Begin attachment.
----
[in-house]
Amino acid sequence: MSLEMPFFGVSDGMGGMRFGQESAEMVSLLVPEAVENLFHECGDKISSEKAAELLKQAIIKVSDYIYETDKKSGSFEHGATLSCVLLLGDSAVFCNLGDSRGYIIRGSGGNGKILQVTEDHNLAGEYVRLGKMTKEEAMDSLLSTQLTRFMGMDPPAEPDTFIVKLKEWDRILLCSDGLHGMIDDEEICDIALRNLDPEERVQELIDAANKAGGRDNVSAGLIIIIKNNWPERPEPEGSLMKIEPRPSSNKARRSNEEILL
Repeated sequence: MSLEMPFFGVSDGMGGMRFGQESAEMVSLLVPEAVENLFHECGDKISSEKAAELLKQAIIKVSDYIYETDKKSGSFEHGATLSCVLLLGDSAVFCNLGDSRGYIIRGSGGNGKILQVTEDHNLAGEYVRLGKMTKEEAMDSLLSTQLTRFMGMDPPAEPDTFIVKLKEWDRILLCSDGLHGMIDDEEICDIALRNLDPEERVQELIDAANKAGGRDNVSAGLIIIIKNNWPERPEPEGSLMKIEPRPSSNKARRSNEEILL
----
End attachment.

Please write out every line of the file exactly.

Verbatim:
[in-house]
Amino acid sequence: MSLEMPFFGVSDGMGGMRFGQESAEMVSLLVPEAVENLFHECGDKISSEKAAELLKQAIIKVSDYIYETDKKSGSFEHGATLSCVLLLGDSAVFCNLGDSRGYIIRGSGGNGKILQVTEDHNLAGEYVRLGKMTKEEAMDSLLSTQLTRFMGMDPPAEPDTFIVKLKEWDRILLCSDGLHGMIDDEEICDIALRNLDPEERVQELIDAANKAGGRDNVSAGLIIIIKNNWPERPEPEGSLMKIEPRPSSNKARRSNEEILL
Repeated sequence: MSLEMPFFGVSDGMGGMRFGQESAEMVSLLVPEAVENLFHECGDKISSEKAAELLKQAIIKVSDYIYETDKKSGSFEHGATLSCVLLLGDSAVFCNLGDSRGYIIRGSGGNGKILQVTEDHNLAGEYVRLGKMTKEEAMDSLLSTQLTRFMGMDPPAEPDTFIVKLKEWDRILLCSDGLHGMIDDEEICDIALRNLDPEERVQELIDAANKAGGRDNVSAGLIIIIKNNWPERPEPEGSLMKIEPRPSSNKARRSNEEILL